CTE (Chunked Transfer Coding)
CTE is an option used with CMAF that cuts end-to-end latency on linear content through an approach to segmenting or “chunking” fragments that eliminates the need to use an IDR frame with each chunk while enabling delivery of chunks sequentially through CDNs to clients for playback without waiting for the whole fragment to be transmitted.
The Harmonic delivery module is one of six virtualized microservices comprising the VOS platform, which also includes ingest, playout, graphics, transcoding and encryption microservices that can be implemented wherever compute resources are available.
MediaKind is pursuing a similar strategy with its distributed Media Edge modules, which operate in synch with its private or public cloud-hosted origin Video Storage and Processing Platform (VSPP). Incoming content from contribution sources is ingested and transcoded to mezzanine formats at the VSPP and streamed out to the Media Edge nodes, which perform the just-in-time formatting, streaming and encryption for unicast delivery to each viewer, says James Hart, a senior sales engineer at MediaKind.
“Our Media Edge runs next to, not on top of CDN facilities,” Hart says. In the case of non-linear content and implementations of time-shift storage with linear content. the edge-based processing capabilities make it possible to store just one copy to serve all devices in the service area. Just-in-time packaging at the edge also supports dynamic advertising with MediaKinds’ DAI (Dynamic Ad Insertion) solution on linear as well as on-demand streams.
Hart says the avoidance of delays incurred through traditional approaches to capturing, encoding, packaging and transporting content to CDNs in combination with the tight integration between the VSPP and Media Edge nodes is cutting end-to-end latency to between three and seven seconds. MediaKind, like other vendors, is also cutting last-mile latency at the edge through packaging that utilizes CMAF’s CTE and efficient approaches to transcoding that eliminate ABR (adaptive bitrate) profiles that aren’t relevant to receiving devices.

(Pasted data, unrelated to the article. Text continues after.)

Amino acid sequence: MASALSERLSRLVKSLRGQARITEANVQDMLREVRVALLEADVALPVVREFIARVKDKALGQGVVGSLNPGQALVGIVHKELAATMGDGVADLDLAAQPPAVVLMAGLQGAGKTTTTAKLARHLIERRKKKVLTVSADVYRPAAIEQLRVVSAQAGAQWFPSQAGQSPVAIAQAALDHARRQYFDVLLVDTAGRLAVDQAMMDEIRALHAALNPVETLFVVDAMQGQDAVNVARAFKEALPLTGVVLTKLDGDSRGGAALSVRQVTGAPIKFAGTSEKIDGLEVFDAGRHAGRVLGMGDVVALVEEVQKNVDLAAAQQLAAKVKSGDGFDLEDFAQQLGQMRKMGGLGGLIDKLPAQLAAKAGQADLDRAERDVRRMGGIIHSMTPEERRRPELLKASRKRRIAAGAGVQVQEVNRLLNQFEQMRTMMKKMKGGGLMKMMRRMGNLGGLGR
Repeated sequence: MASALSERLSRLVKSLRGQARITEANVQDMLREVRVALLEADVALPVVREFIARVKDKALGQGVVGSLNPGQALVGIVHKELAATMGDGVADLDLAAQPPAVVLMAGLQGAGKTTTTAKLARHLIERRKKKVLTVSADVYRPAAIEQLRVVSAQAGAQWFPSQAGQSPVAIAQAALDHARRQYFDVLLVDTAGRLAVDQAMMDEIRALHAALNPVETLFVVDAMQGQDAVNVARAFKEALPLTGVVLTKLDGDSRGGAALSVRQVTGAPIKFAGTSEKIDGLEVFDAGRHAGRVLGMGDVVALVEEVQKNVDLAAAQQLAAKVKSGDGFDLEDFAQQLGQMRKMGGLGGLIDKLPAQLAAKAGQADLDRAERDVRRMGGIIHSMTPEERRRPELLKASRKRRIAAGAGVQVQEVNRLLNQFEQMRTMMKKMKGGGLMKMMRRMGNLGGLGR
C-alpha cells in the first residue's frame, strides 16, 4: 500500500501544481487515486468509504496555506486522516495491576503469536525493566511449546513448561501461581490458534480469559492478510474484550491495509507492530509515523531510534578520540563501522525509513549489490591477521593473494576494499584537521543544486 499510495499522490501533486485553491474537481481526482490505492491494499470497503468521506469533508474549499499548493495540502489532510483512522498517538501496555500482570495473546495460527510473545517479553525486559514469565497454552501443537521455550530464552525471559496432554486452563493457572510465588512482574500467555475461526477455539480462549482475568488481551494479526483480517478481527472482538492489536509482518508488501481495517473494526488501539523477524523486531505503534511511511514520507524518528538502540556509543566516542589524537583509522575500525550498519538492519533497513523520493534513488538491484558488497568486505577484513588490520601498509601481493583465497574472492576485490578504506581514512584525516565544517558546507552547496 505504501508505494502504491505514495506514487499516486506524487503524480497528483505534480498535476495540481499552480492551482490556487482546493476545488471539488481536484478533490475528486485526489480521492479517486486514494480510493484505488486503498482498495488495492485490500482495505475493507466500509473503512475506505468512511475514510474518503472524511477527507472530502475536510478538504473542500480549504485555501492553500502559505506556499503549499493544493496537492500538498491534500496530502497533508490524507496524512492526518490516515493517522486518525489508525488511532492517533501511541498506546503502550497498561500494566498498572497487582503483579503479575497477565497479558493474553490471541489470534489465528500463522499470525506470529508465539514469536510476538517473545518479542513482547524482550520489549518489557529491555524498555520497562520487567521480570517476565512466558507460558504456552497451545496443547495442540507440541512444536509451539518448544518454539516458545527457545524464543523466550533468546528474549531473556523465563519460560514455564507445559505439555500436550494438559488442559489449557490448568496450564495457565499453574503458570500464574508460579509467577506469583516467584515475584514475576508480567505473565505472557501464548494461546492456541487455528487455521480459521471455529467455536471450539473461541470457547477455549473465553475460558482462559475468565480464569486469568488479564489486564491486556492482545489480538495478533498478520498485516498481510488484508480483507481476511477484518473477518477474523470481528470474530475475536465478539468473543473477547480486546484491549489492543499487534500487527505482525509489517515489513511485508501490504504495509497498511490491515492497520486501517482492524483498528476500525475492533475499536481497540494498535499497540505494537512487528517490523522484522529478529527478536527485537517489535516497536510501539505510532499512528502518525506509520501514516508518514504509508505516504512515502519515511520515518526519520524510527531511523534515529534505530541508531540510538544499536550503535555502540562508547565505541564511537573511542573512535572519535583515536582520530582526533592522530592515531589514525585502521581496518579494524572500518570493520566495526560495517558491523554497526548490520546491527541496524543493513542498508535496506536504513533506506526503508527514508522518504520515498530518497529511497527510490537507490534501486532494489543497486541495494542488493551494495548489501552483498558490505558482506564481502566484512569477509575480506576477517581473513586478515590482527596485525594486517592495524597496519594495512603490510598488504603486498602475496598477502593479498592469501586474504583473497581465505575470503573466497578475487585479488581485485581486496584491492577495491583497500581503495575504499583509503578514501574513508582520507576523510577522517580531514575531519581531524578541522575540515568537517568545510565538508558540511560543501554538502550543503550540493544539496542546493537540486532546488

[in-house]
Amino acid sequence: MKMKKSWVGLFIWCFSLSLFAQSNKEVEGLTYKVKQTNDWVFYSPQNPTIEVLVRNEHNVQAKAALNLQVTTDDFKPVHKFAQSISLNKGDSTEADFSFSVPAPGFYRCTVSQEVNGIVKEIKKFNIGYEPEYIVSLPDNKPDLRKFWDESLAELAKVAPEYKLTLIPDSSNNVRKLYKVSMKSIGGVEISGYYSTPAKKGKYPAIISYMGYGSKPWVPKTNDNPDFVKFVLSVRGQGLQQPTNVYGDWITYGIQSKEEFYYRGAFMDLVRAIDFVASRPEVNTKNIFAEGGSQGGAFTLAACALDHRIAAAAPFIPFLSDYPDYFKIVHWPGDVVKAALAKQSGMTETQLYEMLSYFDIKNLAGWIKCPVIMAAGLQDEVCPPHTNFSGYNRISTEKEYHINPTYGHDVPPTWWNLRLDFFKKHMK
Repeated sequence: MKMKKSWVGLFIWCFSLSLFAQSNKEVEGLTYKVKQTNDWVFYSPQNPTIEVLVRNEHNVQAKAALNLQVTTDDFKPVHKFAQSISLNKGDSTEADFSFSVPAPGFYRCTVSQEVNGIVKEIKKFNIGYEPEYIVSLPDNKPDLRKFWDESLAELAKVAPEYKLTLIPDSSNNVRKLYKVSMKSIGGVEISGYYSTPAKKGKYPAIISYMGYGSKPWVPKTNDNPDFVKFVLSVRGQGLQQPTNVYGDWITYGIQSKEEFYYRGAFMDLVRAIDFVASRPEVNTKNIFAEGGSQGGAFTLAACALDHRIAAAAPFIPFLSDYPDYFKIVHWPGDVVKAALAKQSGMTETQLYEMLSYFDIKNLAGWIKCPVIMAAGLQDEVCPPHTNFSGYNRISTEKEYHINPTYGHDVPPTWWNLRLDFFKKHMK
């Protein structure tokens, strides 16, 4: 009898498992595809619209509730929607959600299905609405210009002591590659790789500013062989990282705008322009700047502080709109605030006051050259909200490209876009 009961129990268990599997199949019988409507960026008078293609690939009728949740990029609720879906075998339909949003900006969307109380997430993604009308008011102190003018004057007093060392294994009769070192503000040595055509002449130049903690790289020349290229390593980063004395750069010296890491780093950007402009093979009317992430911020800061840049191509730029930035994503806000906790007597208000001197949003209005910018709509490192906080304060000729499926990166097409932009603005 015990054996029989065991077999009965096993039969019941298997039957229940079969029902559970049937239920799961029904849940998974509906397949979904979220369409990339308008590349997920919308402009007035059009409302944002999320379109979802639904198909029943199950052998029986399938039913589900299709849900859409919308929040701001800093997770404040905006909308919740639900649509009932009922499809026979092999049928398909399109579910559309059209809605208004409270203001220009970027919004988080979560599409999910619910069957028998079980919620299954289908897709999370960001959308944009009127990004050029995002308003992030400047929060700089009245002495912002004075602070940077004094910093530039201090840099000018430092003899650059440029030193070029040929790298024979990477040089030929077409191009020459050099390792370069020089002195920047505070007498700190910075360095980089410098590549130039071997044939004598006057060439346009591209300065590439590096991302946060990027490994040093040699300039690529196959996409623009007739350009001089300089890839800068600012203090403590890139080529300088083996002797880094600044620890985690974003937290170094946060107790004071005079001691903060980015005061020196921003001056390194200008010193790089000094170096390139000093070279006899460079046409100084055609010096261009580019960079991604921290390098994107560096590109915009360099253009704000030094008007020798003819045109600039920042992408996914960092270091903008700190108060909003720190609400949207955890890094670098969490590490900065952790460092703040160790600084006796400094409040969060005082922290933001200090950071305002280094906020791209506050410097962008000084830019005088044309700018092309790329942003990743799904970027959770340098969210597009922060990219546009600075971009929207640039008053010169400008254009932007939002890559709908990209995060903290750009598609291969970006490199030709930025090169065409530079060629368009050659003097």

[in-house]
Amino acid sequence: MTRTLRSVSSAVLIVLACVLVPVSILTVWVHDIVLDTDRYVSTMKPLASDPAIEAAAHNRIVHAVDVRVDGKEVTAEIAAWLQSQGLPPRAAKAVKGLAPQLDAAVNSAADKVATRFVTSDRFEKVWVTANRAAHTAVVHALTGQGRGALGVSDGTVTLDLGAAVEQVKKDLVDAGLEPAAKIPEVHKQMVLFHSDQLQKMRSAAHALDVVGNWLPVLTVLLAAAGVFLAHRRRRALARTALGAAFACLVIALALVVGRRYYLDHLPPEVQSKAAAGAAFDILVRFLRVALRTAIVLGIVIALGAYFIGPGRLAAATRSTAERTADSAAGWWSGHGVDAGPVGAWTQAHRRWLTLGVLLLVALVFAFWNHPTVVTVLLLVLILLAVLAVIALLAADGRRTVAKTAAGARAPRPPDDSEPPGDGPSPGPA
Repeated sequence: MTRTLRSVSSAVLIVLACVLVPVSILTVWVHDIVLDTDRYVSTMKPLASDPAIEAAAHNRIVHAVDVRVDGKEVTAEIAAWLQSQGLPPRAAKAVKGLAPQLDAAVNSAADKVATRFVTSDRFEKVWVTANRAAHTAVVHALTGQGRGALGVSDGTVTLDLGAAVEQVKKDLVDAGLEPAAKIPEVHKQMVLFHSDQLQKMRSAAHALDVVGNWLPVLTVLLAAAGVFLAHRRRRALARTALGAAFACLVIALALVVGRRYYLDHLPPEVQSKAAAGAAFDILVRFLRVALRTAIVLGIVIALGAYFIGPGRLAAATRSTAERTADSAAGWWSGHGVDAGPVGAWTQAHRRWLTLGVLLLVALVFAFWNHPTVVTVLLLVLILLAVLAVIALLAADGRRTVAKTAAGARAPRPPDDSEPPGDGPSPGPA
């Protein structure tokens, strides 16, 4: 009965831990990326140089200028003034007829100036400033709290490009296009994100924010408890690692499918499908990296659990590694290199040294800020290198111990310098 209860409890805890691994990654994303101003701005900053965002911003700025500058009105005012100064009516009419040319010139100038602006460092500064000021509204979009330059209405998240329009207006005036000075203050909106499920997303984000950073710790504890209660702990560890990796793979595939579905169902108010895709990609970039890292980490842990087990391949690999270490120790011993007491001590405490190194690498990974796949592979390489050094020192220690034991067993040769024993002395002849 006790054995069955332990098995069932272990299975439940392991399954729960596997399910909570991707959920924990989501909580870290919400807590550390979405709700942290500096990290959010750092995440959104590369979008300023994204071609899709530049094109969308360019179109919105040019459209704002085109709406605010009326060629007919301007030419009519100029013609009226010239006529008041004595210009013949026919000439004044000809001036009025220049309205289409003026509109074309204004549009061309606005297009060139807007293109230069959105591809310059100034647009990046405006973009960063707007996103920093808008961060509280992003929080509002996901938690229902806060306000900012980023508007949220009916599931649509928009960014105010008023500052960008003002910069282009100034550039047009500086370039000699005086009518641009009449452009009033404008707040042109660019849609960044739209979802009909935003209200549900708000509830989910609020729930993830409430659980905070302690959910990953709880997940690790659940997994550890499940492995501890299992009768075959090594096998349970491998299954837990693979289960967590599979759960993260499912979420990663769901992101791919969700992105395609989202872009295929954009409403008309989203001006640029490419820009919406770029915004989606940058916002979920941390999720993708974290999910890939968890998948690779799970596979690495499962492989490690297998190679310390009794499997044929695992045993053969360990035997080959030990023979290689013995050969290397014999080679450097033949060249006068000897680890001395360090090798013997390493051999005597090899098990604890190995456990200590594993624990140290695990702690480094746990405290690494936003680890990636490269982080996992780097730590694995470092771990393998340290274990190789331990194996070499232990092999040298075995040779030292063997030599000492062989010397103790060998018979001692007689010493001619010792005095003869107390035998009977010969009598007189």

Achieving Sub-Second Latency
Going even farther with latency reduction, Red5 Pro has demonstrated end-to-end distribution in the range of 500 milliseconds or less. According to Red5 Pro CEO and founder Chris Allen such speeds are mandated as things like multi-player gaming, sports gambling, auctioning and use of video in military operations enter the OTT space.
“We’re tuned into a client services model with our players using WebRTC,” Allen says. “We create peer connections to browser clients and deliver streams over UDP.”
“CMAF with CTE has reduced latency on ABR streaming to as low as a couple of seconds,” Allen notes, “but that’s not enough for services that require real-time interactivity.”
The Red5 Pro architecture employs origin servers in core locations, where content is ingested, encoded and packaged in the UDP format for distribution across a hierarchical cluster of relay streamers and edge servers. By enabling each relay to restream a single stream from the origin in multiple outputs to edge servers, the system is able to scale to millions of simultaneous users without overwhelming the capacity of the origin servers, Allen explains.
The company relies on public cloud facilities to host origins and enable automatic scaling with the addition of relays as needed. It has introduced blockchain technology into its management system to streamline the process of adding new instantiations of the platform in multiple cloud locations. “Partners can deploy nodes and earn money right away without going through heavy contractual and reporting procedures,” Allen notes.
Among new capabilities on tap for introduction in January is a “360 Player,” which will support streaming from 3600 cameras.
“Eventually we believe this method of delivery will replace broadcast,” Allen says.
This article originally appeared on Screenplays Magazine. It has been edited for IBC365